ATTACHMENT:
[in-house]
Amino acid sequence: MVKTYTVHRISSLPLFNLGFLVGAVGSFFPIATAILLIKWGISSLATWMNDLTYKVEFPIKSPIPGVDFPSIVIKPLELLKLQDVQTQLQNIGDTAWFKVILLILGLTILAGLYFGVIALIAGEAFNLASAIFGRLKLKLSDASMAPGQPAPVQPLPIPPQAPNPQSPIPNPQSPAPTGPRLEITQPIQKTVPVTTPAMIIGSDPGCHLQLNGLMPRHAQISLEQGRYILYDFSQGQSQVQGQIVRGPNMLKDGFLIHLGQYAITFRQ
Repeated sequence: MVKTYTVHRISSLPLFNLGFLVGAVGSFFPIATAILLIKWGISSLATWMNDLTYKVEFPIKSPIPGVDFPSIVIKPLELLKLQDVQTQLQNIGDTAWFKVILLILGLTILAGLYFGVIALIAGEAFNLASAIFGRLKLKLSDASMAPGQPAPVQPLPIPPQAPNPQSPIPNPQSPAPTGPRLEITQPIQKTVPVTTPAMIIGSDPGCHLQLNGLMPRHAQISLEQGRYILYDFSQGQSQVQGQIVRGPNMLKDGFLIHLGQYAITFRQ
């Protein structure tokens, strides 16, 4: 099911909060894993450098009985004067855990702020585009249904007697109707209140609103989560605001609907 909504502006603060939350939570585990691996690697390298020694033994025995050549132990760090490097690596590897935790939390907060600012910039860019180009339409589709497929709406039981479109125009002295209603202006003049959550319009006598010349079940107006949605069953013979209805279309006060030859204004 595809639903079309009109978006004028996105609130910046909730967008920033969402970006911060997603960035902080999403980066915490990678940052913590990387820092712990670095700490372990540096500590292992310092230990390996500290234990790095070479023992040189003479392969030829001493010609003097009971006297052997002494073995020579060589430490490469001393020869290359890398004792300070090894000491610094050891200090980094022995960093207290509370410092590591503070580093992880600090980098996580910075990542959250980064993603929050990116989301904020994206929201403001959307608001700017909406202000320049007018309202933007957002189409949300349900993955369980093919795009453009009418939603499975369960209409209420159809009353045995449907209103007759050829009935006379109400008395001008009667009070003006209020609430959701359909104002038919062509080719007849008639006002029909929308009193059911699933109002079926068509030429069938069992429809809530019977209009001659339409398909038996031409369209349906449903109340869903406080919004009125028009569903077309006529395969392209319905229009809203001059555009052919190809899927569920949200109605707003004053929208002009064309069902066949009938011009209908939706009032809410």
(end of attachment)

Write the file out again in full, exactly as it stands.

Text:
[in-house]
Amino acid sequence: MVKTYTVHRISSLPLFNLGFLVGAVGSFFPIATAILLIKWGISSLATWMNDLTYKVEFPIKSPIPGVDFPSIVIKPLELLKLQDVQTQLQNIGDTAWFKVILLILGLTILAGLYFGVIALIAGEAFNLASAIFGRLKLKLSDASMAPGQPAPVQPLPIPPQAPNPQSPIPNPQSPAPTGPRLEITQPIQKTVPVTTPAMIIGSDPGCHLQLNGLMPRHAQISLEQGRYILYDFSQGQSQVQGQIVRGPNMLKDGFLIHLGQYAITFRQ
Repeated sequence: MVKTYTVHRISSLPLFNLGFLVGAVGSFFPIATAILLIKWGISSLATWMNDLTYKVEFPIKSPIPGVDFPSIVIKPLELLKLQDVQTQLQNIGDTAWFKVILLILGLTILAGLYFGVIALIAGEAFNLASAIFGRLKLKLSDASMAPGQPAPVQPLPIPPQAPNPQSPIPNPQSPAPTGPRLEITQPIQKTVPVTTPAMIIGSDPGCHLQLNGLMPRHAQISLEQGRYILYDFSQGQSQVQGQIVRGPNMLKDGFLIHLGQYAITFRQ
């Protein structure tokens, strides 16, 4: 099911909060894993450098009985004067855990702020585009249904007697109707209140609103989560605001609907 909504502006603060939350939570585990691996690697390298020694033994025995050549132990760090490097690596590897935790939390907060600012910039860019180009339409589709497929709406039981479109125009002295209603202006003049959550319009006598010349079940107006949605069953013979209805279309006060030859204004 595809639903079309009109978006004028996105609130910046909730967008920033969402970006911060997603960035902080999403980066915490990678940052913590990387820092712990670095700490372990540096500590292992310092230990390996500290234990790095070479023992040189003479392969030829001493010609003097009971006297052997002494073995020579060589430490490469001393020869290359890398004792300070090894000491610094050891200090980094022995960093207290509370410092590591503070580093992880600090980098996580910075990542959250980064993603929050990116989301904020994206929201403001959307608001700017909406202000320049007018309202933007957002189409949300349900993955369980093919795009453009009418939603499975369960209409209420159809009353045995449907209103007759050829009935006379109400008395001008009667009070003006209020609430959701359909104002038919062509080719007849008639006002029909929308009193059911699933109002079926068509030429069938069992429809809530019977209009001659339409398909038996031409369209349906449903109340869903406080919004009125028009569903077309006529395969392209319905229009809203001059555009052919190809899927569920949200109605707003004053929208002009064309069902066949009938011009209908939706009032809410």